Jesus rejects all of that, and dramatically re-directs their preoccupations elsewhere.
He uses the image of a fig tree, to point out the fact that the primary purpose of a fig tree is to blossom, to bear fruit, to yield figs to sustain human life.
Not only does it look beautiful and bring joy and wonder to the eye of the beholder, but it also provides necessary food for life to be possible.
A fig tree, as with other fruit trees, is fundamentally life-giving, life-enhancing.
We too, are to be about “bearing fruit” – giving life to others. Agents of life, hope, new beginnings.
In dramatic fashion, Jesus re-directs people’s thinking away from obsessive attachment to seeking rational answers to admittedly unanswerable questions, …
… and toward paying more attention to the more important matters of the heart, of love, of relationship, life-giving attitudes and behaviours that are not only beautiful, but eternal, lasting forever.
We’re now in the season of Lent. How many of us look forward to Lent as much as we do Christmas? Not many, eh?
What might be first images that come to mind at the mere mention of the word “Lent”?
Austere rules and restrictions? Bleak, sad moods? Am I right?
There’s a kind of constricting, dark and dour feeling that comes to the fore.
We think Lent is all about giving up the good things of life, the happy and fun foods, like chocolate…
We tend almost completely to focus on our wrong-doing, everything that goes wrong in our lives and world.
We dream up images of a severe, punishing God eager to inflict pain and suffering on us.
These are the negative images of “Lent” that come to mind. Am I right?
Interesting how these popular notions of Lent have drifted so far away from the original intentions for the season of Lent, as it came into being in the first couple of centuries of our common era.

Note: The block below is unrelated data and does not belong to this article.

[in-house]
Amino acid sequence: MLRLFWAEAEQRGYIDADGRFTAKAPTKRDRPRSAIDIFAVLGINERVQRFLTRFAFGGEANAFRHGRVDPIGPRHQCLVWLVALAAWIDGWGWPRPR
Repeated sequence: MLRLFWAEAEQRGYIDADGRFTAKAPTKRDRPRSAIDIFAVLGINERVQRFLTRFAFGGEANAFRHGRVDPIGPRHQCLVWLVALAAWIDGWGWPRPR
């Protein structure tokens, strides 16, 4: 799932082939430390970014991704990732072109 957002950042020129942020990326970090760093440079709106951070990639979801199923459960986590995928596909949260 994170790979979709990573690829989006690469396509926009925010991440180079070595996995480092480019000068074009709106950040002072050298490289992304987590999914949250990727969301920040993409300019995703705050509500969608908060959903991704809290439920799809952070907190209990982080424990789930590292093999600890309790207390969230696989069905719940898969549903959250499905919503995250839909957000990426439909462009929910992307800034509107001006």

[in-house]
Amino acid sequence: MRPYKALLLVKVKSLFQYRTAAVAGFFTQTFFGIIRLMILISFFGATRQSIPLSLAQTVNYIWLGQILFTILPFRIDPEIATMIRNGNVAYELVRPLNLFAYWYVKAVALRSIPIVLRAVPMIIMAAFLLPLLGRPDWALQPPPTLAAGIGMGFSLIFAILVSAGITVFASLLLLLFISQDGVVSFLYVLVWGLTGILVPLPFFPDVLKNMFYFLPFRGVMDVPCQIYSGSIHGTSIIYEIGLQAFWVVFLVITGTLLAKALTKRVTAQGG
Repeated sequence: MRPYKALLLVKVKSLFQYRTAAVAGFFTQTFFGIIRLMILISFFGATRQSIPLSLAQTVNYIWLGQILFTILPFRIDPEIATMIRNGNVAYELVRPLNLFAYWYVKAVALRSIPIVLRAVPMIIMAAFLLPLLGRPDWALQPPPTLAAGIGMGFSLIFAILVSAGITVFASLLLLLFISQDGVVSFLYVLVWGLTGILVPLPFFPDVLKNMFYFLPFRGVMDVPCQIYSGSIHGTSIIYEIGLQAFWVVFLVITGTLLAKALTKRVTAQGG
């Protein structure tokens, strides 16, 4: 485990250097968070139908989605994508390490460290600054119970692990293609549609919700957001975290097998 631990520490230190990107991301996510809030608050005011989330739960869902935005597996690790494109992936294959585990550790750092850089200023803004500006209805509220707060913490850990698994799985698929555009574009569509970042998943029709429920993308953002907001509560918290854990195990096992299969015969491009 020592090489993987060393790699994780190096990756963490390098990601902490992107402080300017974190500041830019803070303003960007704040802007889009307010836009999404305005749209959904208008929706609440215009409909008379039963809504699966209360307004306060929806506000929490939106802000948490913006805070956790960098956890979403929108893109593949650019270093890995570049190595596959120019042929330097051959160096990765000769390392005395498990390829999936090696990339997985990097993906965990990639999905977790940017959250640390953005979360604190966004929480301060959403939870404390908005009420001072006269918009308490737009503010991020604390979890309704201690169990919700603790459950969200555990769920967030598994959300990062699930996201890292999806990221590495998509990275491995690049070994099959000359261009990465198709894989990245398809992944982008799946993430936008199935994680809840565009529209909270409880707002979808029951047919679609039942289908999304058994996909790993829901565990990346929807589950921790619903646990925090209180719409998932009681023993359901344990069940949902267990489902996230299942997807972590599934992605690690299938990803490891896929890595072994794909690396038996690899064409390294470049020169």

First of all, the word “Lent” actually comes from an old English word meaning “Springtime”, and can be related phonetically to the word “lengthen”, referring to the lengthening of daylight hours that we experience, even now in late winter, but certainly in the Springtime.
So even the word itself carries with it images of new life, new hope, new beginnings.
It contains important clues as to the original purpose of Lent, which was a six-week period of time between Ash Wednesday and Holy Week, of focussed study in the Christian faith in preparation for baptism at Easter.
It was a time of retreat from the rigours of ordinary life, and immersion in the life and ministry of Jesus, and the character of God.
A time of intentional spiritual practice of prayer, fasting, generosity toward others, meant to begin a transformation, a change of heart and mind to be more in line with that of the Spirit of God in Christ Jesus.
Lent was a participation in the renewing and transforming love of God, who’s Spirit of joy and goodness already undergirds and fills all of creation.
Jesus is saying: Why spend any more time and energy trying anxiously to find rational, logical answers to unanswerable questions?
Time is better spent “bearing fruit”, as in the fig tree: being life-giving and loving in our words and actions.
Time better spent nurturing a more expansive, wide-horizon imagination, that sees the whole world, the whole universe, shot through with Divine Love and Life … and we ourselves, as part of it.